Schimek, former senator and superdelegate, sees convention tension as good
DiAnna Schimek went from a small town in Nebraska to a women’s college in Colorado to the Nebraska Legislature to being a Democratic Party superdelegate.
Schimek was a superdelegate during the 1980, ’84 and ’88 elections. Her first time at the Democratic National Convention was in 1976 when she became a new member of the Democratic National Committee, when Jimmy Carter was elected.
“Yes, I was a big fan,” Schimek said with a smile on her face. In 1974 she met Jimmy Carter at a National Democratic Committee Charter Convention. She felt he was honest, intelligent and easy to relate to.
In 1980, Nebraska’s delegates for the national convention were elected during the primary election. There were eight people in the first congressional district, eight in the second district and only seven in the third. The first and second districts were very involved in the primaries and in politics all together. The seven people in the third district didn’t even want to be on the ballot, but they were the seven that won.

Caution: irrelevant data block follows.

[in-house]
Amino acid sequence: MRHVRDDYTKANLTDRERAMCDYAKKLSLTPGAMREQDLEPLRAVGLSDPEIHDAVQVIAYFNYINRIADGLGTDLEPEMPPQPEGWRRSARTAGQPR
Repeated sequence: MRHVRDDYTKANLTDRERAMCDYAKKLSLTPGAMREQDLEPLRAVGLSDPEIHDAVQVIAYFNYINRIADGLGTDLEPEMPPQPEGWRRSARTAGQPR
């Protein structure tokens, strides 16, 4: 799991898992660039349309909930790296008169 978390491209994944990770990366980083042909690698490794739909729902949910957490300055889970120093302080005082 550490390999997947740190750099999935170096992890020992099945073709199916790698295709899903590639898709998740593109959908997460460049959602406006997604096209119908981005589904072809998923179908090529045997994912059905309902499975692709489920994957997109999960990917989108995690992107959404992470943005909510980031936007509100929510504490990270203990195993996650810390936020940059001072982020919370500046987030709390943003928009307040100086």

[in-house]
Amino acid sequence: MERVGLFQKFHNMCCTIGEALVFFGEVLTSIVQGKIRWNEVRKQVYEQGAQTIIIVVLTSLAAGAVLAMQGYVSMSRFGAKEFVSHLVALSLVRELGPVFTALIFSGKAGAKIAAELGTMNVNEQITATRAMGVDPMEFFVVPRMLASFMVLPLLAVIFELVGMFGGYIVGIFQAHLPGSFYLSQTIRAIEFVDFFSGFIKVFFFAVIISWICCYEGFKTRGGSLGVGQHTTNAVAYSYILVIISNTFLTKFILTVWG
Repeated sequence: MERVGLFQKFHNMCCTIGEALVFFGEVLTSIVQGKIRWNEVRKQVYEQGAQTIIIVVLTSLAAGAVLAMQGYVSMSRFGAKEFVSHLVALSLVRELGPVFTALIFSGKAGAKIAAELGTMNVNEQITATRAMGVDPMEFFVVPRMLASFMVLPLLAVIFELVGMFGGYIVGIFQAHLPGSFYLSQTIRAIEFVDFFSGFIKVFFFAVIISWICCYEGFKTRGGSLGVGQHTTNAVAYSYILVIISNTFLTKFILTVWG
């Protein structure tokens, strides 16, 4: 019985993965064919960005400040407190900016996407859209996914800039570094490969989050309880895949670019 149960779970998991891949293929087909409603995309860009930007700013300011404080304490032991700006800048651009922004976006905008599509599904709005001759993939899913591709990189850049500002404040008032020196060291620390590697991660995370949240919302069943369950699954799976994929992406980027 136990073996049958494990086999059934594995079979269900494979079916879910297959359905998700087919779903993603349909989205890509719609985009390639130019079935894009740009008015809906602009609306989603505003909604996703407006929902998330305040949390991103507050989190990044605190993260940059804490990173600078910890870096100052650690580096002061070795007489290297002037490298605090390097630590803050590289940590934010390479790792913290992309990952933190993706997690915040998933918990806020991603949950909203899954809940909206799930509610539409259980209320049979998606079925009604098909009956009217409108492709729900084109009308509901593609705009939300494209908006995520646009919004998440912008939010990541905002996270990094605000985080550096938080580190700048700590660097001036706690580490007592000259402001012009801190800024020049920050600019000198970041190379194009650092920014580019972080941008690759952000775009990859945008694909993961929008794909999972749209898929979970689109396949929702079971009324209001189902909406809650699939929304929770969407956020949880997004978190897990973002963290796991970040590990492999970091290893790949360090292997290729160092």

Schimek found it very odd that nobody in the third district wanted to be on the ballot because in was an agricultural district, and Jimmy Carter came from an agricultural background in Georgia.
Her first year as a superdelegate, in 1980, Jimmy Carter was defeated by Ronald Reagan. Schimek wasn’t excited about Reagan being elected, but she had great respect for him.
“He managed to work on both sides, he listened to everyone, and we need that so much today,” she said. “He[Reagan] connected with people like Bill Clinton did.”
She spoke highly of the Democratic National Convention of 2016, but found it a little tedious.
“Sometimes conventions can be too cut and dry, it’s good to have a little excitement and a little tension — it’s always healthy,” she said.